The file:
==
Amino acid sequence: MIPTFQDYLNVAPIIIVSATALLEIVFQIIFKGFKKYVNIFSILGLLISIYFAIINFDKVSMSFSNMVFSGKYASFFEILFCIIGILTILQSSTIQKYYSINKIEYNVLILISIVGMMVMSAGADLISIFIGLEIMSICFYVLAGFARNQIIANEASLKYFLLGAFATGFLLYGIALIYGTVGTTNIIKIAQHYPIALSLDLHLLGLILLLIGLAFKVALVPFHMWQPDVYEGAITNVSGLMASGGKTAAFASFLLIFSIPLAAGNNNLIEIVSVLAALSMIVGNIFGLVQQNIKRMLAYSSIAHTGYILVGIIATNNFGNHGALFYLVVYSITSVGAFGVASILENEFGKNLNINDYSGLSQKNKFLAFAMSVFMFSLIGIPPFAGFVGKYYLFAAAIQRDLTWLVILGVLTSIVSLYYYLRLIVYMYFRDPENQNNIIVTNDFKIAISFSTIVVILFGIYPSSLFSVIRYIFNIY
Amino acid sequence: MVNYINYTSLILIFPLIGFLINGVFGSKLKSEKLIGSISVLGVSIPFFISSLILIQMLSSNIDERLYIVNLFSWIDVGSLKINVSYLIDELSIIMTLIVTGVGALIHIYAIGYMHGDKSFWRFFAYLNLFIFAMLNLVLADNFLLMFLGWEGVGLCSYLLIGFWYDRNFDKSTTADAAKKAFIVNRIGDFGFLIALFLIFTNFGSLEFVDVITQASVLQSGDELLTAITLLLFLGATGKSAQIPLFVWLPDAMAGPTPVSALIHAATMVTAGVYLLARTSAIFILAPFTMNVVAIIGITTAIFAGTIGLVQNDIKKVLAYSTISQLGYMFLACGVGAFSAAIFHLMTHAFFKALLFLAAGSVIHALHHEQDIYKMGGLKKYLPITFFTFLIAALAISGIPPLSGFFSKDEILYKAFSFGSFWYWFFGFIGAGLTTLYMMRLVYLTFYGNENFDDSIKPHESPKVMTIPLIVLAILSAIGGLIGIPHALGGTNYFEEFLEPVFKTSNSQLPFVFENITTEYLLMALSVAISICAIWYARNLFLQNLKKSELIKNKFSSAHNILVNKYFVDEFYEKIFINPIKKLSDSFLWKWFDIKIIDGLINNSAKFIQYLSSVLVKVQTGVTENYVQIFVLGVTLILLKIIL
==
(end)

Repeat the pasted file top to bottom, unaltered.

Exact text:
Amino acid sequence: MIPTFQDYLNVAPIIIVSATALLEIVFQIIFKGFKKYVNIFSILGLLISIYFAIINFDKVSMSFSNMVFSGKYASFFEILFCIIGILTILQSSTIQKYYSINKIEYNVLILISIVGMMVMSAGADLISIFIGLEIMSICFYVLAGFARNQIIANEASLKYFLLGAFATGFLLYGIALIYGTVGTTNIIKIAQHYPIALSLDLHLLGLILLLIGLAFKVALVPFHMWQPDVYEGAITNVSGLMASGGKTAAFASFLLIFSIPLAAGNNNLIEIVSVLAALSMIVGNIFGLVQQNIKRMLAYSSIAHTGYILVGIIATNNFGNHGALFYLVVYSITSVGAFGVASILENEFGKNLNINDYSGLSQKNKFLAFAMSVFMFSLIGIPPFAGFVGKYYLFAAAIQRDLTWLVILGVLTSIVSLYYYLRLIVYMYFRDPENQNNIIVTNDFKIAISFSTIVVILFGIYPSSLFSVIRYIFNIY
Amino acid sequence: MVNYINYTSLILIFPLIGFLINGVFGSKLKSEKLIGSISVLGVSIPFFISSLILIQMLSSNIDERLYIVNLFSWIDVGSLKINVSYLIDELSIIMTLIVTGVGALIHIYAIGYMHGDKSFWRFFAYLNLFIFAMLNLVLADNFLLMFLGWEGVGLCSYLLIGFWYDRNFDKSTTADAAKKAFIVNRIGDFGFLIALFLIFTNFGSLEFVDVITQASVLQSGDELLTAITLLLFLGATGKSAQIPLFVWLPDAMAGPTPVSALIHAATMVTAGVYLLARTSAIFILAPFTMNVVAIIGITTAIFAGTIGLVQNDIKKVLAYSTISQLGYMFLACGVGAFSAAIFHLMTHAFFKALLFLAAGSVIHALHHEQDIYKMGGLKKYLPITFFTFLIAALAISGIPPLSGFFSKDEILYKAFSFGSFWYWFFGFIGAGLTTLYMMRLVYLTFYGNENFDDSIKPHESPKVMTIPLIVLAILSAIGGLIGIPHALGGTNYFEEFLEPVFKTSNSQLPFVFENITTEYLLMALSVAISICAIWYARNLFLQNLKKSELIKNKFSSAHNILVNKYFVDEFYEKIFINPIKKLSDSFLWKWFDIKIIDGLINNSAKFIQYLSSVLVKVQTGVTENYVQIFVLGVTLILLKIIL